But what exactly is 5G? Why are people so excited? The following is a breakdown of why the next generation of wireless technology is more than just a boost in speed. (If you’re really interested, check out our glossary of 5G terms.)
It’s the next (fifth) generation of cellular technology, and it promises to greatly enhance the speed, coverage and responsiveness of wireless networks. How fast are we talking? Carriers like Verizon and AT&T have shown speeds surging past 1 gigabit per second.
That’s 10 to 100 times speedier than your typical cellular connection, and even faster than anything you can get with a physical fiber-optic cable going into your house. (In optimal conditions, you’ll be able to download a season’s worth of Stranger Things in seconds.)
Is it just about speed?
No! One of the key benefits is something called low latency. You’ll hear this term a lot. Latency is the response time between when you click on a link or start streaming a video on your phone, which sends the request up to the network, and when the network responds, delivering you the website or playing your video.
That lag time can last around 20 milliseconds with current networks. It doesn’t seem like much, but with 5G, that latency gets reduced to as little as 1 millisecond, or about the time it takes for a flash on a normal camera.
That responsiveness is critical for things like playing an intense video game in virtual reality or for a surgeon in New York to control a pair of robotic arms performing a procedure in San Francisco. You know that little lag when you’re on a Zoom video conference call? 5G will help eliminate some of those awkward, “Sorry, you go ahead” moments after people talk over each other. That lag time won’t completely go away, especially if you’re communicating with someone halfway around the world. The distance matters, since that info still has to travel there and back.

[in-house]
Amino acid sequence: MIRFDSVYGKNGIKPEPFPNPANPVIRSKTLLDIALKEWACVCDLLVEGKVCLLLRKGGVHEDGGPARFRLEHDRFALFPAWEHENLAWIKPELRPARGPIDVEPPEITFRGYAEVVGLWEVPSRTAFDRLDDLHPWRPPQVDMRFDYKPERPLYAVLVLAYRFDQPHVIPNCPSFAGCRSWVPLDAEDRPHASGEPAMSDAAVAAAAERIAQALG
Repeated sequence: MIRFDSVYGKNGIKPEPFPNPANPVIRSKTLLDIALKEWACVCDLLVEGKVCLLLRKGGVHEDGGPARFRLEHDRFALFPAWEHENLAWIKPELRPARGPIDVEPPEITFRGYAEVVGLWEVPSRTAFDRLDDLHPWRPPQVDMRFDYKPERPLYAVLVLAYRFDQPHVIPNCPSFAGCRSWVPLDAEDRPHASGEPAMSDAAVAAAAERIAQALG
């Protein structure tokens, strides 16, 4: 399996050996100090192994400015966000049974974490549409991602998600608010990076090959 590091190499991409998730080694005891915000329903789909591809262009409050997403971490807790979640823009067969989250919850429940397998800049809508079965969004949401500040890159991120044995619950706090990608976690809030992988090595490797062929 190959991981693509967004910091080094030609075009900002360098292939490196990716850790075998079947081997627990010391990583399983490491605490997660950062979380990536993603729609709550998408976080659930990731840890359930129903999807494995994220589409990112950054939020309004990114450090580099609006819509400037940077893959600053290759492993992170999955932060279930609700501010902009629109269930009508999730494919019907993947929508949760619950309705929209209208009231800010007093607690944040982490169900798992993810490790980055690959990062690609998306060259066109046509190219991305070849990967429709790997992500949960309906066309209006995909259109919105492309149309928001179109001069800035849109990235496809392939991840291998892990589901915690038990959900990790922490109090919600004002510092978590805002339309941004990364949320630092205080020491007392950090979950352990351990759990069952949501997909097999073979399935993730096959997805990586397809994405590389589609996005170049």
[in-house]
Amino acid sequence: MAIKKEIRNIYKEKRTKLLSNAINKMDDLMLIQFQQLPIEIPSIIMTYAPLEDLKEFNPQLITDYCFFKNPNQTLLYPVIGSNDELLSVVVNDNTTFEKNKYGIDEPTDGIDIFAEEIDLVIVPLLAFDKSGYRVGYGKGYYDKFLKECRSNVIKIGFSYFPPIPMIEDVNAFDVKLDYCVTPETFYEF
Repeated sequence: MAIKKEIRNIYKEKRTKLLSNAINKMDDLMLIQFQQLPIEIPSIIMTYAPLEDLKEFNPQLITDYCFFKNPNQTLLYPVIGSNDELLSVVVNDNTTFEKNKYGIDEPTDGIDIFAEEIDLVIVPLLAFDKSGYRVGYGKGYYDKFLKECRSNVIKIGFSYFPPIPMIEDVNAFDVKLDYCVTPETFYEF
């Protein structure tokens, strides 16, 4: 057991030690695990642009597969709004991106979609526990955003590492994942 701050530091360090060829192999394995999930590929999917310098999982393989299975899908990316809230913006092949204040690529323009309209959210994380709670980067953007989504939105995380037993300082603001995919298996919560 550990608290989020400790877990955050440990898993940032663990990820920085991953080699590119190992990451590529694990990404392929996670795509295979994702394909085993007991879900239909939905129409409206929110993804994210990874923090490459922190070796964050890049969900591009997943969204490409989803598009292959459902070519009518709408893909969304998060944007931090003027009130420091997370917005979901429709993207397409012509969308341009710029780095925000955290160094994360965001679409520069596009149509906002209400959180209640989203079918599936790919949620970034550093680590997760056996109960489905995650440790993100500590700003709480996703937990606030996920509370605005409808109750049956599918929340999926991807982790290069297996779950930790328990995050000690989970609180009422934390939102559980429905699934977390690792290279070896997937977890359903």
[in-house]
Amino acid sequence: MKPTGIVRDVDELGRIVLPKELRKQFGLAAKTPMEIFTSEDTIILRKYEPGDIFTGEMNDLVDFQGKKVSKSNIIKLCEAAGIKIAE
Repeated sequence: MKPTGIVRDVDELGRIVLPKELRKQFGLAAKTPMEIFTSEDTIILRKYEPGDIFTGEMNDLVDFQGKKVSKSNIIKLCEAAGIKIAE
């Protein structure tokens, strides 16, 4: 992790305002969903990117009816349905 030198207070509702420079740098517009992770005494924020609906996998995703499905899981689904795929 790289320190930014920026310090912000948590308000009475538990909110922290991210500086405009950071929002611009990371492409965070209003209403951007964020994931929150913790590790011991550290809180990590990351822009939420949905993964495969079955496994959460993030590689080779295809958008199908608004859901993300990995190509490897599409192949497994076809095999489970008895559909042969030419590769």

But a virtually lag-free connection means self-driving cars have a way to communicate with each other in real time — assuming there’s enough 5G coverage to connect those vehicles.
Are there other benefits?
The 5G network is designed to connect a far greater number of devices than a traditional cellular network does. That internet of things trend you keep hearing about? 5G can power multiple devices around you, whether it’s a dog collar or a refrigerator.
The 5G network was also specifically built to handle gear used by businesses, such as farm equipment or ATMs, and can adjust for differing needs. For example, some products like sensors for farming equipment don’t need a constant connection. Those kinds of low-power scanners are intended to work on the same battery for 10 years and still be able to periodically send data.
Will it cost more?
If you’re a Verizon customer, then yes. Verizon’s mobile 5G will cost you an extra $10 a month (the fee is waived if you’re on one of the more pricey unlimited plans). AT&T likewise requires that you sign up for one of its premium tiers of unlimited data plans.
“5G brings capabilities that are going to cause us to think different about pricing,” AT&T said. “We expect pricing to be at a premium to what we charge today.”
But Jeff McElfresh, CEO of AT&T Communications, which is the wireless, broadband and subscription video services arm of the telecom and media giant, teased that more affordable 5G was coming.
“You should not assume that 5G is an exclusive capability for the most expensive handsets and found only in the most expensive rate plans,” he said in an interview in May. “The speed at which the technology is beginning to make its way into the network is unparalleled.”
There’s precedent for holding the line on pricing: LTE didn’t cost any more when it first came out; you just needed to buy a new phone. But pricing models do change over time. Since 4G launched, carriers have both taken away unlimited plans and brought them back.
Verizon’s home broadband service costs $50 for wireless subscribers, and $70 for everyone else. Those are in line with other broadband costs. (You can find out if you’re eligible for the service here.)
T-Mobile, for its part, throws 5G into all of its plans.